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Welcome to the weekly open thread for policy discussions by DK Elections regulars. While the main Daily Kos Elections blog, an official subsite of Daily Kos, is strictly a policy free zone for discussions of politics and elections only, it can sometimes be hard not to bring up policy issues when talking about particular candidates or topics. In addition, some of us might like to have a thoughtful discussion with other regular commenters at DKE on issues of policy when most of what we usually talk about pertains to elections. Thus, this open thread and the group blog Daily Kos Elections: Policy will provide a forum to talk about issues without derailing DKE Live Digests for those who just want election coverage and debate. Feel free to follow this group and if you would like to publish a diary to the group blog page, just PM me about becoming a contributor.

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Comment Preferences

  •  The UK is investing £310 million w/Siemens in a (0+ / 0-)

    wind turbine manufacturing hub AND massively expanding wind energy while the US continues to miss opportunities for jobs and increasing GDP by investing in clean energy.  Other than changing the electorate, what can we do to change this disturbing pattern?

    •  Is There Any Evidence Yet..... (1+ / 0-)
      Recommended by:

      .....that wind turbines and solar panels can be self-supportive free of government subsidies?  I'd really hate to see another ethanol boondoggle here, with millions of wind turbines selling for scrap at pennies on the dollar in another decade.  My parents' farm place was surrounded by these things a few years back and suffice it to say the energy barons putting them up are not receptive neighbors.

      •  I think the idea is (0+ / 0-)

        to have a good alternative network in place knowing that coal and natural gas will become more expensive due to scarcity in the future (not saying we'll ever "run out of" fossil fuels like a lot of people think, but rather that price will increase to make sure we don't).

        Personally I'd like to see more effort in nuclear energy at the moment as I think it's much more affordable right now and the environmental damage is hardly any worse, on average, than what we're already doing with fossil fuels.

        Solar and wind seem to still be in the research stage...lowering costs and increasing efficiency will make them more competitive in the future.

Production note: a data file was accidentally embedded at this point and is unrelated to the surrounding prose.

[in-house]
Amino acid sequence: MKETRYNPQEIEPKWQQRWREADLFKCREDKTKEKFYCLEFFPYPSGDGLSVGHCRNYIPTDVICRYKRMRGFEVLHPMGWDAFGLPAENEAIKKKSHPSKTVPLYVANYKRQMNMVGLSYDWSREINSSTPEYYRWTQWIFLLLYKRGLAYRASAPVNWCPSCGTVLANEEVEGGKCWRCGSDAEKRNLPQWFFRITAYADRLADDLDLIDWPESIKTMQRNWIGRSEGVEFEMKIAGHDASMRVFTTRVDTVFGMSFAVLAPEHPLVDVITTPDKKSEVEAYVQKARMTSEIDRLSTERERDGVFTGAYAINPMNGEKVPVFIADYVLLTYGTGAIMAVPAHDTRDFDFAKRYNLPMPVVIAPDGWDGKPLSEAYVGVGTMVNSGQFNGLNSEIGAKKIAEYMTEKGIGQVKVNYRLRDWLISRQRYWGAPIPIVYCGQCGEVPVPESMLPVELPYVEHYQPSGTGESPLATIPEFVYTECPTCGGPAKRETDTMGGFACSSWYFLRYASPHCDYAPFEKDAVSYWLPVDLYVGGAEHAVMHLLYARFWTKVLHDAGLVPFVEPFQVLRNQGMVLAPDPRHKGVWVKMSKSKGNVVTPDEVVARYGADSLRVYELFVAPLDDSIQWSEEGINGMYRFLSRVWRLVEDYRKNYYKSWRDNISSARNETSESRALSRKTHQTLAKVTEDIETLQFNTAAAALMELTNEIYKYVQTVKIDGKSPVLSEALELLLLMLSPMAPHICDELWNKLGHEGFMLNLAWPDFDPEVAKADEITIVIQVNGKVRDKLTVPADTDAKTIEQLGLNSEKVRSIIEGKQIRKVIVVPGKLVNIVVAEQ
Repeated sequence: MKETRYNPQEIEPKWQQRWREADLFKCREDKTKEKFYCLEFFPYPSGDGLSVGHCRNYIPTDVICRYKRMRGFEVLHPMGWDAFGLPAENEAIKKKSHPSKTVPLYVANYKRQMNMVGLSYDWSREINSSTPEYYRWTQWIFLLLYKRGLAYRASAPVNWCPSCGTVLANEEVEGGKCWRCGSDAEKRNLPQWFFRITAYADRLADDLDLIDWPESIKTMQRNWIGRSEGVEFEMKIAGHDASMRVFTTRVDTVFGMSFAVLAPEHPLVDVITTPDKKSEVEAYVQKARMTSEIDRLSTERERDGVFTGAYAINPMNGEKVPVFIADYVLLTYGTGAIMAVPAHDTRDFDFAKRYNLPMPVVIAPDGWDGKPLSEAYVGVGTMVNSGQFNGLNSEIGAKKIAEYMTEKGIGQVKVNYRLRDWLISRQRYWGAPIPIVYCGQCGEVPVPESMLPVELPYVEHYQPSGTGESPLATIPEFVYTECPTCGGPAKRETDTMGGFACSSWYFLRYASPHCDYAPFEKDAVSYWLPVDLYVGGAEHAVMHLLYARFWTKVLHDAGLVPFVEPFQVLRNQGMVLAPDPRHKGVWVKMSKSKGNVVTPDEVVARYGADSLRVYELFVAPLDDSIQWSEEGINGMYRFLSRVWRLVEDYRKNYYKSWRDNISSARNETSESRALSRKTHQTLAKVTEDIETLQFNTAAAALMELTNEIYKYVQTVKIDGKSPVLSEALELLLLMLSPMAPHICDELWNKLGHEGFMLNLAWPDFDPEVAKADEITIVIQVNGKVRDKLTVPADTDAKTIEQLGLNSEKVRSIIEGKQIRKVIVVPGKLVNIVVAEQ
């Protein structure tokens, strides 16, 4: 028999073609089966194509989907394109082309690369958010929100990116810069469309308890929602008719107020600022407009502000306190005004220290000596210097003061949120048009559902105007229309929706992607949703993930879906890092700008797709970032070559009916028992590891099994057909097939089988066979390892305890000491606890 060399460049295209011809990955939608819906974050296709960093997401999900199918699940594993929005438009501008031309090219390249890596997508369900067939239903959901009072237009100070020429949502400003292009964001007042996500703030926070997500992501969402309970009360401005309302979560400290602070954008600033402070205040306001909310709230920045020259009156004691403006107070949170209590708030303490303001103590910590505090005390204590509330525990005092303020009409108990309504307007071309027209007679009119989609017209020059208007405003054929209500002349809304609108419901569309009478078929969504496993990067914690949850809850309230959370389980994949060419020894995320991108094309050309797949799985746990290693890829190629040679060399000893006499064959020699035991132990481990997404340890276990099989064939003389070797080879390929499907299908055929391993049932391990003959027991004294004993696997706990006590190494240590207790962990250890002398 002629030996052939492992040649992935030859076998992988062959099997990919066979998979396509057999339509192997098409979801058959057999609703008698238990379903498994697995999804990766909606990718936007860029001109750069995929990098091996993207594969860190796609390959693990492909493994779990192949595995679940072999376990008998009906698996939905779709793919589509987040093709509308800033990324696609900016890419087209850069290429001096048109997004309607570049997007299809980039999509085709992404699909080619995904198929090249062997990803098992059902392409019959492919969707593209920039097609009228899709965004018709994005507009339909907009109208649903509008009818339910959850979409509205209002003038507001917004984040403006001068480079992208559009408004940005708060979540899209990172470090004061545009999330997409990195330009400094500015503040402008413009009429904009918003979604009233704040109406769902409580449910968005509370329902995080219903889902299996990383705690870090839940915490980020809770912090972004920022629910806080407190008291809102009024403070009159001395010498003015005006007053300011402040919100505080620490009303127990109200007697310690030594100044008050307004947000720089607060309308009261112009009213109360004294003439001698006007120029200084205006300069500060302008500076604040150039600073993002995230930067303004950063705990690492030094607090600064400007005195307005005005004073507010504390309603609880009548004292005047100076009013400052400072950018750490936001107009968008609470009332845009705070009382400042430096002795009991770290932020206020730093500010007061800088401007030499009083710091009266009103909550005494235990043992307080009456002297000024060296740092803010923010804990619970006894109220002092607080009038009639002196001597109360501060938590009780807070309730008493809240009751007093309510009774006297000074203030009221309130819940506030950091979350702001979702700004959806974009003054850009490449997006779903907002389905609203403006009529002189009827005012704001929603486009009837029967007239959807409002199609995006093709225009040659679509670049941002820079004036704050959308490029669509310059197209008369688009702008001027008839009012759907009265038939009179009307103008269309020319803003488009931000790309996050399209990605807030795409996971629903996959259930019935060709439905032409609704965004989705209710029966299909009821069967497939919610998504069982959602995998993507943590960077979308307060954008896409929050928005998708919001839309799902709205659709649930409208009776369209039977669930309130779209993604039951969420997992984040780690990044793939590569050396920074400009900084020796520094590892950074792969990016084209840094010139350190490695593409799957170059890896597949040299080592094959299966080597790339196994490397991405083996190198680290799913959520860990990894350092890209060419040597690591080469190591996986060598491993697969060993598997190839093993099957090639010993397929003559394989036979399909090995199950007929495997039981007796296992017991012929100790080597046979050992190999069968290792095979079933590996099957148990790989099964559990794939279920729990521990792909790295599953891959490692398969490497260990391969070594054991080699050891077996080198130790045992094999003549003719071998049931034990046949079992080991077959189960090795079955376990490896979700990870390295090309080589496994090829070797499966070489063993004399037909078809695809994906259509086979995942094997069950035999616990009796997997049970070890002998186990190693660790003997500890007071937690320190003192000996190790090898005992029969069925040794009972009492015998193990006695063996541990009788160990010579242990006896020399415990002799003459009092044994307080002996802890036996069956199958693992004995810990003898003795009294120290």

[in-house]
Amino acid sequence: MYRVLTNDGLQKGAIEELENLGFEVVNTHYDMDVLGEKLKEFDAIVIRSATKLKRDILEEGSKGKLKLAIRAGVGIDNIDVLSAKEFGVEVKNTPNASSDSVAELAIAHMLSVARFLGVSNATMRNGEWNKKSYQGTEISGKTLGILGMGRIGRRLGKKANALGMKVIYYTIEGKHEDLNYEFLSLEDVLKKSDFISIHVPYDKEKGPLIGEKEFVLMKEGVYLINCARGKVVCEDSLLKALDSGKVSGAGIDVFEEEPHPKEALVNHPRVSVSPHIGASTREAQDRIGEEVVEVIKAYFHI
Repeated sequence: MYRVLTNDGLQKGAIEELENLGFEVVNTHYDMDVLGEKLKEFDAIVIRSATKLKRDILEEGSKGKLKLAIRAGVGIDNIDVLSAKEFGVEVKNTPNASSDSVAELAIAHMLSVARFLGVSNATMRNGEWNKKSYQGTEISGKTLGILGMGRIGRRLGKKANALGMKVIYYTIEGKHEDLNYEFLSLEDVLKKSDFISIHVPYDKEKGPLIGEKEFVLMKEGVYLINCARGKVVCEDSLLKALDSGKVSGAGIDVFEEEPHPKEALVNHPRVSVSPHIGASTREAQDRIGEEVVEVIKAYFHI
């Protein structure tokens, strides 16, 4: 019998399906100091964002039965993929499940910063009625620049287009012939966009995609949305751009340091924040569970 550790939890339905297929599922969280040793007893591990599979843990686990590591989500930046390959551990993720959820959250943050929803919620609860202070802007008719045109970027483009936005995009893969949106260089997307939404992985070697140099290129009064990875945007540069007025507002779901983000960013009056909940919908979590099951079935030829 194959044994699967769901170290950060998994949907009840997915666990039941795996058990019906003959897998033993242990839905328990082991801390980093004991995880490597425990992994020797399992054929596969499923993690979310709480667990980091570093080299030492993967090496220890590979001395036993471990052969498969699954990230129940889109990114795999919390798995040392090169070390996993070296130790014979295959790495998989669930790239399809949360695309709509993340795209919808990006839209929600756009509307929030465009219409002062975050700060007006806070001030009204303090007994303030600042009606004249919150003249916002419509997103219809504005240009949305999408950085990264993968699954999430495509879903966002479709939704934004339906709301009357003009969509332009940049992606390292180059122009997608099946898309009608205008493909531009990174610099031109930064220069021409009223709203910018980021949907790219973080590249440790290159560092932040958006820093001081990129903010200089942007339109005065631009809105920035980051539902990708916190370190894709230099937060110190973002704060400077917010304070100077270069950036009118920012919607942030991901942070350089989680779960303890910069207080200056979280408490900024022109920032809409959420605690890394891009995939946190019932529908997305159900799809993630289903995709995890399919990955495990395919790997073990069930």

•  I Concur...... (1+ / 0-)
          Recommended by:

          Nuclear energy is always a high-risk/high-reward proposition, but it's always struck me as paying more handsome dividends than wind or solar ever will.  I'd like to see wind and solar be successful too, but can't help but feel that there's a reason why every prior attempt to harness the sun and the wind for energy has quietly ratcheted down following a brief period of being all the rage.  If I see evidence that these industries are self-sustaining I'll happily amend my skepticism but for now I'm still skeptical.  

          •  construction in eastern Oregon is still going on (1+ / 0-)
            Recommended by:

            they're building bigger and bigger wind farms. Wind is surpassing hydroelectric, which traditionally in the NW has been the main source of electricity. If you drive down the Columbia or fly over the eastern part of the state you will see hundreds if not thousands of turbines. It's making some farmers very rich.

            "I join Justice Ginsburg's dissent in full." - Clarence Thomas in Philip Morris USA v. Williams

            by James Allen on Tue Mar 25, 2014 at 04:43:04 PM PDT

            [ Parent ]

            •  Yeah A Guy Could Almost..... (1+ / 0-)
              Recommended by:

              .....swing across the entire Upper Midwest on the blades of wind turbines and never touch the ground at this point.  They're everywhere....and you're right that they're making the farmers rich (the nonfarmers surrounded by them get nothing but lost TV and cell reception and a 75% decline in property value but that's another story).  But my remaining question is 'are these things self-sustaining?'  If the government subsidies go away--and under some future administration with different priorities they are likely to--will these hundreds of thousands of wind turbines continue to pay for themselves?  We've endured enough hollow bubbles that ended up bursting in our economy in the last 30 years that any indication that we're dancing on the edge of another one should have our radars up.

              •  Given the importance of climate change, (1+ / 0-)
                Recommended by:
                James Allen

                I think I'm ok with that risk.

              •  this isn't just a policy of choosing one form (1+ / 0-)
                Recommended by: